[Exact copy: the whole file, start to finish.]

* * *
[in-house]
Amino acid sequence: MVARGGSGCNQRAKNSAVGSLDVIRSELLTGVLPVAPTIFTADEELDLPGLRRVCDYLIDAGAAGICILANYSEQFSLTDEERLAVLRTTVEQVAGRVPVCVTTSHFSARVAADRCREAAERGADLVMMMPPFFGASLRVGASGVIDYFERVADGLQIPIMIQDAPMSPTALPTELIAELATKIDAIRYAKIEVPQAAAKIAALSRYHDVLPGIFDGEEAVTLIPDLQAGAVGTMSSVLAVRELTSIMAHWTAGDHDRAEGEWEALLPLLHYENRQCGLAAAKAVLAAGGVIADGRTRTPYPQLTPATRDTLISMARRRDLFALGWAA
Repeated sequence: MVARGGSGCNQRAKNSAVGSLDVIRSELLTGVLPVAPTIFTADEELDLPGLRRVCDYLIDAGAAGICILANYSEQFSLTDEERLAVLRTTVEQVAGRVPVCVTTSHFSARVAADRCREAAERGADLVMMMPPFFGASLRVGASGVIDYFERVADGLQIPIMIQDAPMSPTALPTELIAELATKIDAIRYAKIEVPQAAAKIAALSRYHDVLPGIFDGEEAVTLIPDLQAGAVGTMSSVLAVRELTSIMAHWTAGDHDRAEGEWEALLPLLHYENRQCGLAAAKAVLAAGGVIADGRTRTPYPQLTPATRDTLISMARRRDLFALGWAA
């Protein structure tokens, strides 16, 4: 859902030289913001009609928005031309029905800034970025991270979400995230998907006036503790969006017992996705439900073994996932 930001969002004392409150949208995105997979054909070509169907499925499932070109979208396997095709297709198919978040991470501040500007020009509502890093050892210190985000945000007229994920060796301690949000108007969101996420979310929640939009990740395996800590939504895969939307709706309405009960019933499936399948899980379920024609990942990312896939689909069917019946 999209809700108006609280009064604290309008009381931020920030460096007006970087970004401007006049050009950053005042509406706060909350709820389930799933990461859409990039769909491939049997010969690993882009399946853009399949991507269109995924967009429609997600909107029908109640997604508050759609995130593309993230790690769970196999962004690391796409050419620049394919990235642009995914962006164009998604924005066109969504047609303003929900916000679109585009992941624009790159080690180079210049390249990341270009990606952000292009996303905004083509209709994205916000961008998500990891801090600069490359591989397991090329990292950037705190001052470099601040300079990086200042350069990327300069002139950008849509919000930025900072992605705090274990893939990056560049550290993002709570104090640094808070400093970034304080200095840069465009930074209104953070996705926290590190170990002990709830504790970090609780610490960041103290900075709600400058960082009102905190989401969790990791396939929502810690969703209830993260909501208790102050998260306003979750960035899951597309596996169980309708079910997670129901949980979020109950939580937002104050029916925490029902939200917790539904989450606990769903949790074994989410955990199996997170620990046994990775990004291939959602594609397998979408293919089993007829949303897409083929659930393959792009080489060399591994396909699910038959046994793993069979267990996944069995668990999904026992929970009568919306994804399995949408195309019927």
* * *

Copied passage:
[in-house]
Amino acid sequence: MVARGGSGCNQRAKNSAVGSLDVIRSELLTGVLPVAPTIFTADEELDLPGLRRVCDYLIDAGAAGICILANYSEQFSLTDEERLAVLRTTVEQVAGRVPVCVTTSHFSARVAADRCREAAERGADLVMMMPPFFGASLRVGASGVIDYFERVADGLQIPIMIQDAPMSPTALPTELIAELATKIDAIRYAKIEVPQAAAKIAALSRYHDVLPGIFDGEEAVTLIPDLQAGAVGTMSSVLAVRELTSIMAHWTAGDHDRAEGEWEALLPLLHYENRQCGLAAAKAVLAAGGVIADGRTRTPYPQLTPATRDTLISMARRRDLFALGWAA
Repeated sequence: MVARGGSGCNQRAKNSAVGSLDVIRSELLTGVLPVAPTIFTADEELDLPGLRRVCDYLIDAGAAGICILANYSEQFSLTDEERLAVLRTTVEQVAGRVPVCVTTSHFSARVAADRCREAAERGADLVMMMPPFFGASLRVGASGVIDYFERVADGLQIPIMIQDAPMSPTALPTELIAELATKIDAIRYAKIEVPQAAAKIAALSRYHDVLPGIFDGEEAVTLIPDLQAGAVGTMSSVLAVRELTSIMAHWTAGDHDRAEGEWEALLPLLHYENRQCGLAAAKAVLAAGGVIADGRTRTPYPQLTPATRDTLISMARRRDLFALGWAA
């Protein structure tokens, strides 16, 4: 859902030289913001009609928005031309029905800034970025991270979400995230998907006036503790969006017992996705439900073994996932 930001969002004392409150949208995105997979054909070509169907499925499932070109979208396997095709297709198919978040991470501040500007020009509502890093050892210190985000945000007229994920060796301690949000108007969101996420979310929640939009990740395996800590939504895969939307709706309405009960019933499936399948899980379920024609990942990312896939689909069917019946 999209809700108006609280009064604290309008009381931020920030460096007006970087970004401007006049050009950053005042509406706060909350709820389930799933990461859409990039769909491939049997010969690993882009399946853009399949991507269109995924967009429609997600909107029908109640997604508050759609995130593309993230790690769970196999962004690391796409050419620049394919990235642009995914962006164009998604924005066109969504047609303003929900916000679109585009992941624009790159080690180079210049390249990341270009990606952000292009996303905004083509209709994205916000961008998500990891801090600069490359591989397991090329990292950037705190001052470099601040300079990086200042350069990327300069002139950008849509919000930025900072992605705090274990893939990056560049550290993002709570104090640094808070400093970034304080200095840069465009930074209104953070996705926290590190170990002990709830504790970090609780610490960041103290900075709600400058960082009102905190989401969790990791396939929502810690969703209830993260909501208790102050998260306003979750960035899951597309596996169980309708079910997670129901949980979020109950939580937002104050029916925490029902939200917790539904989450606990769903949790074994989410955990199996997170620990046994990775990004291939959602594609397998979408293919089993007829949303897409083929659930393959792009080489060399591994396909699910038959046994793993069979267990996944069995668990999904026992929970009568919306994804399995949408195309019927």